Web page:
DWARF parsing code

It seems to me like the code in source\Plugins\SymbolFile\DWARF was forked from llvm\lib\DebugInfo. Can anyone offer some history here?

Is there any technical reason, aside from simply the work hasn’t been done yet, that we can’t merge this back up into LLVM’s DWARF parsing code and then just re-use that?

It's the other way around -- the code started out in LLDB, and was
then reused in LLVM, but nobody refactored LLDB to use the new one.
They have now diverged and each has some functionality that's not
present in the other one.

There's no technical reason we couldn't converge on one implementation
-- it's just a sizable effort that hasn't made it to the top of
anyone's priority list.

Thanks. Do you happen to know, even at a high level, what functionality is present in each one that is not present in the other?

Note that lldb's needs for the DWARF parser are pretty specialized. It parses incrementally and puts a great deal of effort into not touching any more of the DWARF than it absolutely needs to to respond to the queries made to it. It is way overkill for a simple dwarf dumper. I'm a little leery of putting it into the llvm sources since somebody there who didn't understand all it was trying to do could make some seemingly innocent simplification, and that would not cause any correctness issues which the lldb testsuite would catch, but "only" performance problems that were probably only noticeable for sizable apps so the testsuite might not catch that either...

Did you have some need for the lldb DWARF parser's capabilities or was this just a software-hygiene issue?


I was interested in looking at refactoring it mostly as a software hygiene issue.

I'm not aware of broad classes of functionality that differ, but low
level examples include some DWARF4 support added to LLVM's version,
and 64-bit DWARF support in LLDB's.

Thinking about it some more, I think I’ll come back to this later. I still want to do it, but I want to have a look at other things first.

If / when I do get around to it, I think the approach that makes the most sense is:

  1. Make a new project called lldwarf, or something similar, that contains all of LLDB’s dwarf parsing code.
  2. lldwarf depends on LLVM, no other dependencies.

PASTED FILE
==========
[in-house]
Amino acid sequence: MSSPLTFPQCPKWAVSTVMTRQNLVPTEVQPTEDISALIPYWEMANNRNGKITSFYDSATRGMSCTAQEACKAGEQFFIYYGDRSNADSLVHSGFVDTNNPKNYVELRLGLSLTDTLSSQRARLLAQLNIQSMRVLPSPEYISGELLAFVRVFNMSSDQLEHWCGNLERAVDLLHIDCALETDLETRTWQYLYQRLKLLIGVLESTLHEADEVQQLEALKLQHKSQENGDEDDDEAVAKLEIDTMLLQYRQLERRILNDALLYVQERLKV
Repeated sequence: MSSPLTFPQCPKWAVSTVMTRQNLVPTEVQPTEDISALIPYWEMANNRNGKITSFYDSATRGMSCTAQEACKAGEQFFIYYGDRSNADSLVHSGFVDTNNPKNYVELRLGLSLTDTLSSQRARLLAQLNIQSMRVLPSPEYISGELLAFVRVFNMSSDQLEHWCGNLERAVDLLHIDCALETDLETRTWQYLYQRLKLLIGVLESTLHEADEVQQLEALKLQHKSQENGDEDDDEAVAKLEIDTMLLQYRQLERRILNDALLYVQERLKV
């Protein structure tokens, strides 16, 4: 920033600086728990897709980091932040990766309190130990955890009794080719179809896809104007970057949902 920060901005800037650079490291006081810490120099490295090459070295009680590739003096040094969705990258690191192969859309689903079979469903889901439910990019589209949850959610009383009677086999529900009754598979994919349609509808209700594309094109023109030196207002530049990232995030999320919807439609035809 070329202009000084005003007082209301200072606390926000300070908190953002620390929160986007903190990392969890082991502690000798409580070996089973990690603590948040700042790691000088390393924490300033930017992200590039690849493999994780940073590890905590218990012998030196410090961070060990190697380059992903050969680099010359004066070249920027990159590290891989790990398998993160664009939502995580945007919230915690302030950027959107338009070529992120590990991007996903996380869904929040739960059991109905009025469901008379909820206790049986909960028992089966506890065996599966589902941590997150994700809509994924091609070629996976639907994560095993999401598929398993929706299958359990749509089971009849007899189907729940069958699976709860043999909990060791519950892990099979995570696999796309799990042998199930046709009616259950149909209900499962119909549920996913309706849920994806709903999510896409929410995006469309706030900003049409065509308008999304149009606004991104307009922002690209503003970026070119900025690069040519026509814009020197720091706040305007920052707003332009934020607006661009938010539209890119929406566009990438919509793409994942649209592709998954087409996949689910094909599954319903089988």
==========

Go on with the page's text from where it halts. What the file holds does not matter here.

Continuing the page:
3. symbolizer depend on lldwarf
  4. lldb depends on lldwarf
  5. All of the clang specific stuff (seems like this exists just for processing AST’s) in lldb’s dwarf parsing code stays in LLDB’s dwarf plugin.

A few things.

Some history:

The DWARF parser started in LLDB and parts of it were used to make the start of a DWARF parser in LLVM just so line tables could be accessed. The minimum porting was done to make this happen. Unfortunately you must parse the info in the .debug_info + .debug_abbrev sections just so you can get to the info in the .debug_line section. This meant having to parse all of the DWARF DIEs, attributes, forms, etc.

A few things that are required for LLDB to use any new parser:
1 - Must be fast to parse up a skeleton of the DWARF DIEs
2 - DIE's must be stored very efficiently to take up the smallest amount of memory (debuggers load a LOT of DWARF and memory footprint is very important)
3 - The DWARF parser should not use _any_ object file classes to extract the data, it should be handed the data manually (for .debug_info, .debug_abbrev, etc) so the data can come from mmap() or from malloced buffers. LLDB reads data not only from single architecture files, but also from universal files (files have more than one architecture) and also from BSD archive files which are files full of .o files (which also might be universal). So it would be best to keep the DWARF parser pure so anyone can easily re-use it. Currently the LLDB DWARF parser does use its own object file code but this could easily be removed)
4 - Must support manually indexing the DWARF as well as be able to use any accelerator tables (.debug_aranges, .apple_names, .apple_types, etc)

I have some ideas on what I would do different if I re-wrote things, so feel free to keep in touch during the entire development cycle here.